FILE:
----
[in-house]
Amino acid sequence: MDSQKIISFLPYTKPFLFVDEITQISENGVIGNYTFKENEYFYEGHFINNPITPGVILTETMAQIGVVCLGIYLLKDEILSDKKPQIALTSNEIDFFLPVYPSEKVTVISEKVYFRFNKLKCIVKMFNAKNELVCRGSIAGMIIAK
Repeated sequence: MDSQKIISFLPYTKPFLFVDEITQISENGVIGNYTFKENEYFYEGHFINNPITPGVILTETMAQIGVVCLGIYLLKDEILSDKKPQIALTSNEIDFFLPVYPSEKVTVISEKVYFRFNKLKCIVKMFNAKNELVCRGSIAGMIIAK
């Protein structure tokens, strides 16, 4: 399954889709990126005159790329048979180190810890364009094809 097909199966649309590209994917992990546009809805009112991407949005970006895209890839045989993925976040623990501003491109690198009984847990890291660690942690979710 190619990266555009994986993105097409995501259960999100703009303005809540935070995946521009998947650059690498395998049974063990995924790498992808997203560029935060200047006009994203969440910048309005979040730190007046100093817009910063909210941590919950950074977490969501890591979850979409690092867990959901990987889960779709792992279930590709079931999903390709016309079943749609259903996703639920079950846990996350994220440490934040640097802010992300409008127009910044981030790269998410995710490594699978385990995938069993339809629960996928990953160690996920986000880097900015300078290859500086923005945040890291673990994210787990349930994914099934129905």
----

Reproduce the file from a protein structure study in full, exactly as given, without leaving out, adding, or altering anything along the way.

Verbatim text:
[in-house]
Amino acid sequence: MDSQKIISFLPYTKPFLFVDEITQISENGVIGNYTFKENEYFYEGHFINNPITPGVILTETMAQIGVVCLGIYLLKDEILSDKKPQIALTSNEIDFFLPVYPSEKVTVISEKVYFRFNKLKCIVKMFNAKNELVCRGSIAGMIIAK
Repeated sequence: MDSQKIISFLPYTKPFLFVDEITQISENGVIGNYTFKENEYFYEGHFINNPITPGVILTETMAQIGVVCLGIYLLKDEILSDKKPQIALTSNEIDFFLPVYPSEKVTVISEKVYFRFNKLKCIVKMFNAKNELVCRGSIAGMIIAK
């Protein structure tokens, strides 16, 4: 399954889709990126005159790329048979180190810890364009094809 097909199966649309590209994917992990546009809805009112991407949005970006895209890839045989993925976040623990501003491109690198009984847990890291660690942690979710 190619990266555009994986993105097409995501259960999100703009303005809540935070995946521009998947650059690498395998049974063990995924790498992808997203560029935060200047006009994203969440910048309005979040730190007046100093817009910063909210941590919950950074977490969501890591979850979409690092867990959901990987889960779709792992279930590709079931999903390709016309079943749609259903996703639920079950846990996350994220440490934040640097802010992300409008127009910044981030790269998410995710490594699978385990995938069993339809629960996928990953160690996920986000880097900015300078290859500086923005945040890291673990994210787990349930994914099934129905």